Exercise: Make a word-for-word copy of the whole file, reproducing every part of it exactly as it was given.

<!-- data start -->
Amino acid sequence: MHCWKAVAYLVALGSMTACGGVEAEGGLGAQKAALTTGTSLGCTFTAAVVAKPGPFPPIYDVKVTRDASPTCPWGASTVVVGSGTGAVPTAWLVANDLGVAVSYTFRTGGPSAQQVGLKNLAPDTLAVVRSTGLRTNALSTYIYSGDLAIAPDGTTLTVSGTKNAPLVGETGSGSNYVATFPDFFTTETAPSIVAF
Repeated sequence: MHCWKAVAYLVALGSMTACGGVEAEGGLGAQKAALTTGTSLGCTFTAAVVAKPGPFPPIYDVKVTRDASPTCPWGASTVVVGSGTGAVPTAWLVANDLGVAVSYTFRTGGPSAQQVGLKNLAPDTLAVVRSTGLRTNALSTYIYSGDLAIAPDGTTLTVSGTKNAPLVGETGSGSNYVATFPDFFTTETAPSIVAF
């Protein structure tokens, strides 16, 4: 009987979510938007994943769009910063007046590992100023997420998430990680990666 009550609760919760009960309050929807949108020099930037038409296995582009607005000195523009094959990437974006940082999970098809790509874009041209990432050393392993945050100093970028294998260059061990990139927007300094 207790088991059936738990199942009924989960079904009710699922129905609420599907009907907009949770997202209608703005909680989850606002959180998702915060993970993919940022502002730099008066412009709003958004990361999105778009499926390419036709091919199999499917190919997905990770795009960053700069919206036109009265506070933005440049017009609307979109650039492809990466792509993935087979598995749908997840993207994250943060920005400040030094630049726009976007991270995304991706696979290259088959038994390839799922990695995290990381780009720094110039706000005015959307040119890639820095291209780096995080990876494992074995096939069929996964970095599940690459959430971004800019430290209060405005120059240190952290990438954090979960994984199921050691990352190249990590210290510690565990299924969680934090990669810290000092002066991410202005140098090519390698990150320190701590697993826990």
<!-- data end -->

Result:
Amino acid sequence: MHCWKAVAYLVALGSMTACGGVEAEGGLGAQKAALTTGTSLGCTFTAAVVAKPGPFPPIYDVKVTRDASPTCPWGASTVVVGSGTGAVPTAWLVANDLGVAVSYTFRTGGPSAQQVGLKNLAPDTLAVVRSTGLRTNALSTYIYSGDLAIAPDGTTLTVSGTKNAPLVGETGSGSNYVATFPDFFTTETAPSIVAF
Repeated sequence: MHCWKAVAYLVALGSMTACGGVEAEGGLGAQKAALTTGTSLGCTFTAAVVAKPGPFPPIYDVKVTRDASPTCPWGASTVVVGSGTGAVPTAWLVANDLGVAVSYTFRTGGPSAQQVGLKNLAPDTLAVVRSTGLRTNALSTYIYSGDLAIAPDGTTLTVSGTKNAPLVGETGSGSNYVATFPDFFTTETAPSIVAF
């Protein structure tokens, strides 16, 4: 009987979510938007994943769009910063007046590992100023997420998430990680990666 009550609760919760009960309050929807949108020099930037038409296995582009607005000195523009094959990437974006940082999970098809790509874009041209990432050393392993945050100093970028294998260059061990990139927007300094 207790088991059936738990199942009924989960079904009710699922129905609420599907009907907009949770997202209608703005909680989850606002959180998702915060993970993919940022502002730099008066412009709003958004990361999105778009499926390419036709091919199999499917190919997905990770795009960053700069919206036109009265506070933005440049017009609307979109650039492809990466792509993935087979598995749908997840993207994250943060920005400040030094630049726009976007991270995304991706696979290259088959038994390839799922990695995290990381780009720094110039706000005015959307040119890639820095291209780096995080990876494992074995096939069929996964970095599940690459959430971004800019430290209060405005120059240190952290990438954090979960994984199921050691990352190249990590210290510690565990299924969680934090990669810290000092002066991410202005140098090519390698990150320190701590697993826990």